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Las Vegas drivers need to put smartphones down, experts say

As smartphones become an essential part of most people’s lives, the devices are causing motorists to make some not-so-smart decisions behind the wheel, experts say.

People are finding it tough to put down their phones at any time during the day, including while behind the wheel.

Although it’s not as easy to track distracted driving crashes, especially fatal occurrences, as the driver has to admit to using a smart device while driving, safety officials insist it is a concern and urge valley drivers to put the phone down and pay attention to the road.

“Out of all the data we have, distracted driving data is the one that’s lacking,” said Andrew Bennett, Department of Public Safety spokesperson.

In 2017 there were 311 fatalities on Nevada roadways, with 15 of those attributed to distracted driving, Bennett said.

“When you hear that, you might think that’s a low number, but all 15 of those are 100 percent preventable,” he said. “Each one of those 15 lives could have been saved by someone simply putting their phone down at the time they were driving.”

Surprisingly, the most common demographic to use their phones while driving are adults, not teens, which is likely due to them being used to using their phones while driving before the practice was banned.

“At one point it was legal to use your phone while driving,” Bennett said. “The older demographic had to change their behavior after being told they can’t do that now. Whereas with the teens, it’s always been illegal to text while driving. If a teenager gets their license tomorrow, there’s never going to be a time in their life where it’s legal to use a phone while driving.”

Smartphone app makers utilize a “variable ratio method” to induce people to look at their devices, said James J. Durbin, an addiction psychologist at Pathways Therapy and Wellness Center.

The method, which is similar to that used for slot machines, provides reinforcement on an unpredictable basis, he said.

“The reinforcement schedule creates a high steady rate of responding,” Durbin said. “Gambling is a good example of the variable ratio schedule.”

Critical aspects that get users hooked to their electronic device include playing smartphone games that offer rewards to players who reach certain milestones, the act of swiping on an app and the fear that people could be missing out on something, which will encourage them to check their phone more often.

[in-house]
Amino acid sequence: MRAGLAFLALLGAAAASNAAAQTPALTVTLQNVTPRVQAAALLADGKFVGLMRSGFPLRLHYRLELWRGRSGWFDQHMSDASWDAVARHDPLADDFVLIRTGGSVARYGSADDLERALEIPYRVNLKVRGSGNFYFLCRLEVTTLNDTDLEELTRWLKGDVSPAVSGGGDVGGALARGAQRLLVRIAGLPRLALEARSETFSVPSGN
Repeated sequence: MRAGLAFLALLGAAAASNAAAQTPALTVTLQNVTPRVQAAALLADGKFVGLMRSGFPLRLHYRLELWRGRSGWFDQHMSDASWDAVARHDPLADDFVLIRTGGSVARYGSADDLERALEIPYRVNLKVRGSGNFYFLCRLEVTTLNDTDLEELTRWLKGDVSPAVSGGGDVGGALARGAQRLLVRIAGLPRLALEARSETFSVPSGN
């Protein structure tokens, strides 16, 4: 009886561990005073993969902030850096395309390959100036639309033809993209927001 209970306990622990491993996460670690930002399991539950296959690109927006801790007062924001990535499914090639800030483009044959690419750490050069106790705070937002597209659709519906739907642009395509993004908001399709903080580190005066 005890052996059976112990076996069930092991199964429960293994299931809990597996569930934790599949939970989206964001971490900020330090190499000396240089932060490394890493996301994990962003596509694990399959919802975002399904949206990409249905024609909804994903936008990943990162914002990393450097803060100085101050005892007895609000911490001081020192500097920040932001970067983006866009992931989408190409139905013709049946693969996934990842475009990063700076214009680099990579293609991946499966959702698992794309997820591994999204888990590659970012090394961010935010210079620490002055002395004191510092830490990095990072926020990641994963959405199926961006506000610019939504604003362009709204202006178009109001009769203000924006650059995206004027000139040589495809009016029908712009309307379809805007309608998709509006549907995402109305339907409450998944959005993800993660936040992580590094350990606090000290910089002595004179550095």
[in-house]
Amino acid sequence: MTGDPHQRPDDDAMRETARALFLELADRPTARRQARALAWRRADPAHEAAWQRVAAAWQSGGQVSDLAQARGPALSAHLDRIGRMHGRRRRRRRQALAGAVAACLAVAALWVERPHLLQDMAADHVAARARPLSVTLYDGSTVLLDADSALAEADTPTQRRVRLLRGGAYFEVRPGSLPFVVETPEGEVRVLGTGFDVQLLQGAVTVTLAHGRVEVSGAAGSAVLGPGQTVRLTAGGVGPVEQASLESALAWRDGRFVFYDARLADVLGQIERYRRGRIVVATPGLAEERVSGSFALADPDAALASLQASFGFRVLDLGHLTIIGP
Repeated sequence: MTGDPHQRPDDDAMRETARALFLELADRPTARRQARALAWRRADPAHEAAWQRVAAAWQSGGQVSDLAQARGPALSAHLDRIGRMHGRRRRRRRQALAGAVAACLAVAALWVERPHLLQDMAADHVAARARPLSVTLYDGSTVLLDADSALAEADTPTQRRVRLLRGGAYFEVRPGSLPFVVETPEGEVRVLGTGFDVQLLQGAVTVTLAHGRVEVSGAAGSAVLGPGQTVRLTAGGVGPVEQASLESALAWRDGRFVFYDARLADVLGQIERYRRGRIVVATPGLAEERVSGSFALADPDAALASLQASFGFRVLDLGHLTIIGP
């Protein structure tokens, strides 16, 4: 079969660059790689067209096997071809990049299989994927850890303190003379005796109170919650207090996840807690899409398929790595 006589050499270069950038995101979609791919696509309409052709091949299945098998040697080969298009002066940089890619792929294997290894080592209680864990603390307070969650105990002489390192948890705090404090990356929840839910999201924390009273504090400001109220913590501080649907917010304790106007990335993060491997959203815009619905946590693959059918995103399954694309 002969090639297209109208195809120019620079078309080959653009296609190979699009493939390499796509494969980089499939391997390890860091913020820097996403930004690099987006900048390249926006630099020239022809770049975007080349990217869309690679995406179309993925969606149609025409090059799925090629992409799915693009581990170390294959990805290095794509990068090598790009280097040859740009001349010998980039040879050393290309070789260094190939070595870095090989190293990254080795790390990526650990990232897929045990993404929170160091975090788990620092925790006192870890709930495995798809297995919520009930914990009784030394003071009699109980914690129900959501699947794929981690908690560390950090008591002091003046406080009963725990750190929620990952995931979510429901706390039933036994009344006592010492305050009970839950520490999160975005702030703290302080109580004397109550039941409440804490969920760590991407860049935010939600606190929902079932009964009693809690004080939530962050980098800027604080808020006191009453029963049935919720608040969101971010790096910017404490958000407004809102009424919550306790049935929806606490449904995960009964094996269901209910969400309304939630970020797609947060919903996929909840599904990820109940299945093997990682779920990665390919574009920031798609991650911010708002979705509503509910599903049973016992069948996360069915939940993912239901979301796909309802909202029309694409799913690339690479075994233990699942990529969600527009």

Another factor is push notifications that many apps and messaging services incorporate in their programs.

“Getting that notification, whether it’s on the screen or a sound, will release some dopamine into the brain,” Durbin said. “It makes you feel good. It’s another way these smartphone and apps get you hooked.”

The Center for Internet and Technology Addiction has an online screening test that can determine whether a person might have an unhealthy relationship with their smartphone.

“It can help you be aware if your phone is problematic for you,” Durbin said. “Then you can set some boundaries and limits to your use, which rolls into impulse control.”

To help curb phone use while driving, Durbin offered some tips that are good advice for those who rarely check their phone as well as those who can’t put their device down: Put your electronic device in the back seat, where it can stay out of your reach. Put your smartphone in a backpack or purse. Put your smartphone in do-not-disturb mode.

Lock your phone in your trunk, to curb those who know they’ll likely check it, no matter where the phone is in the car.

Motorists can also opt to use wireless connection to answer phone calls and text via their voice.

Although that is a much safer route than handling a smartphone while driving, Bennett said he’d discourage the use, as it still causes some level of distraction.

“Put the phone down. When you’re traveling from point A to point B that’s the most important thing you’re going to do all day and anything else can wait,” he said. “If a call or a text is that important, pull off the road at the next exit, pull into a parking lot, just don’t drive.”

I-15 closure canceled

Next week’s planned closure of Interstate 15 between Flamingo and Spring Mountain roads has been canceled, the Nevada Department of Transportation announced Friday.

The closure was scheduled to install Active Traffic Management signs as part of Project Neon, a nearly $1 billion four-mile-long widening of I-15 from the U.S. Highway 95 interchange to Sahara Avenue that began in 2016.

A total of 42 ATM signs are scheduled to go up along I-15 as part of Project Neon.

A new overnight closure date to carry out the work will be set later.

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